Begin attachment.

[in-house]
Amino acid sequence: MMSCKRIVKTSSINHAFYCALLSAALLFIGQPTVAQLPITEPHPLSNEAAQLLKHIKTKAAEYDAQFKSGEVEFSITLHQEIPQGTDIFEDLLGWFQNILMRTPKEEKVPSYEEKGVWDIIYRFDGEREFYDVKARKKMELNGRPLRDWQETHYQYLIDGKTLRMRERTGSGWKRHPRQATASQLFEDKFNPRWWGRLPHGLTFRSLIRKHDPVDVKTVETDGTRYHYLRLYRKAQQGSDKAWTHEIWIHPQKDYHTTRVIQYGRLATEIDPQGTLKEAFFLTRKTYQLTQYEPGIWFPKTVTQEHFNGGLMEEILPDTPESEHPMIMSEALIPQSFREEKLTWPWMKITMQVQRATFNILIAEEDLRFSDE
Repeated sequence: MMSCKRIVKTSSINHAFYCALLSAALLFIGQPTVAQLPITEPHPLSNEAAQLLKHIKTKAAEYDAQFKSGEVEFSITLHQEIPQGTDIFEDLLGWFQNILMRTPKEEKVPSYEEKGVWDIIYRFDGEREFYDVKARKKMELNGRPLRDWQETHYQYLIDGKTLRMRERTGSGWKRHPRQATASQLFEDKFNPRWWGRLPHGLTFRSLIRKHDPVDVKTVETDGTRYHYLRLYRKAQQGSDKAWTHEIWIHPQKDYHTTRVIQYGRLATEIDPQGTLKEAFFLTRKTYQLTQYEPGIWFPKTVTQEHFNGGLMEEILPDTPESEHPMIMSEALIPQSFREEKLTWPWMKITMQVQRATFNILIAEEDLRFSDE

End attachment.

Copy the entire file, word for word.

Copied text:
[in-house]
Amino acid sequence: MMSCKRIVKTSSINHAFYCALLSAALLFIGQPTVAQLPITEPHPLSNEAAQLLKHIKTKAAEYDAQFKSGEVEFSITLHQEIPQGTDIFEDLLGWFQNILMRTPKEEKVPSYEEKGVWDIIYRFDGEREFYDVKARKKMELNGRPLRDWQETHYQYLIDGKTLRMRERTGSGWKRHPRQATASQLFEDKFNPRWWGRLPHGLTFRSLIRKHDPVDVKTVETDGTRYHYLRLYRKAQQGSDKAWTHEIWIHPQKDYHTTRVIQYGRLATEIDPQGTLKEAFFLTRKTYQLTQYEPGIWFPKTVTQEHFNGGLMEEILPDTPESEHPMIMSEALIPQSFREEKLTWPWMKITMQVQRATFNILIAEEDLRFSDE
Repeated sequence: MMSCKRIVKTSSINHAFYCALLSAALLFIGQPTVAQLPITEPHPLSNEAAQLLKHIKTKAAEYDAQFKSGEVEFSITLHQEIPQGTDIFEDLLGWFQNILMRTPKEEKVPSYEEKGVWDIIYRFDGEREFYDVKARKKMELNGRPLRDWQETHYQYLIDGKTLRMRERTGSGWKRHPRQATASQLFEDKFNPRWWGRLPHGLTFRSLIRKHDPVDVKTVETDGTRYHYLRLYRKAQQGSDKAWTHEIWIHPQKDYHTTRVIQYGRLATEIDPQGTLKEAFFLTRKTYQLTQYEPGIWFPKTVTQEHFNGGLMEEILPDTPESEHPMIMSEALIPQSFREEKLTWPWMKITMQVQRATFNILIAEEDLRFSDE